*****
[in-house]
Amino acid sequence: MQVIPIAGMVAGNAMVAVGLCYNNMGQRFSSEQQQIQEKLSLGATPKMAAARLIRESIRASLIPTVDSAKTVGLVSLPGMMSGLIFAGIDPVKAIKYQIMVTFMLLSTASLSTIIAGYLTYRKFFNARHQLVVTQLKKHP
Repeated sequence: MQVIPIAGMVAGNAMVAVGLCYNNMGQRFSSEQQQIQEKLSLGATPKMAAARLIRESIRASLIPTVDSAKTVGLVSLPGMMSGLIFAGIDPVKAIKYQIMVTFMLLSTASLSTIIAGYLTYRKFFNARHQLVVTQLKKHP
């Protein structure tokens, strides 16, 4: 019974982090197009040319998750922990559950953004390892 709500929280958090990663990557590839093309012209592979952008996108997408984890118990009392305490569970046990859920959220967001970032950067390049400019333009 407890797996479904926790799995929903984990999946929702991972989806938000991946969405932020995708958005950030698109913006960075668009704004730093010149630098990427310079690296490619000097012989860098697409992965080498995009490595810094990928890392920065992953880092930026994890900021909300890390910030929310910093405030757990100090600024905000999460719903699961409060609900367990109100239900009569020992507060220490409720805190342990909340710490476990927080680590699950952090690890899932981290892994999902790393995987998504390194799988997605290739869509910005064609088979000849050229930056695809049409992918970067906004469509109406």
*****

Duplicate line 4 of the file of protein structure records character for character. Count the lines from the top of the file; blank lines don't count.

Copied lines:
């Protein structure tokens, strides 16, 4: 019974982090197009040319998750922990559950953004390892 709500929280958090990663990557590839093309012209592979952008996108997408984890118990009392305490569970046990859920959220967001970032950067390049400019333009 407890797996479904926790799995929903984990999946929702991972989806938000991946969405932020995708958005950030698109913006960075668009704004730093010149630098990427310079690296490619000097012989860098697409992965080498995009490595810094990928890392920065992953880092930026994890900021909300890390910030929310910093405030757990100090600024905000999460719903699961409060609900367990109100239900009569020992507060220490409720805190342990909340710490476990927080680590699950952090690890899932981290892994999902790393995987998504390194799988997605290739869509910005064609088979000849050229930056695809049409992918970067906004469509109406």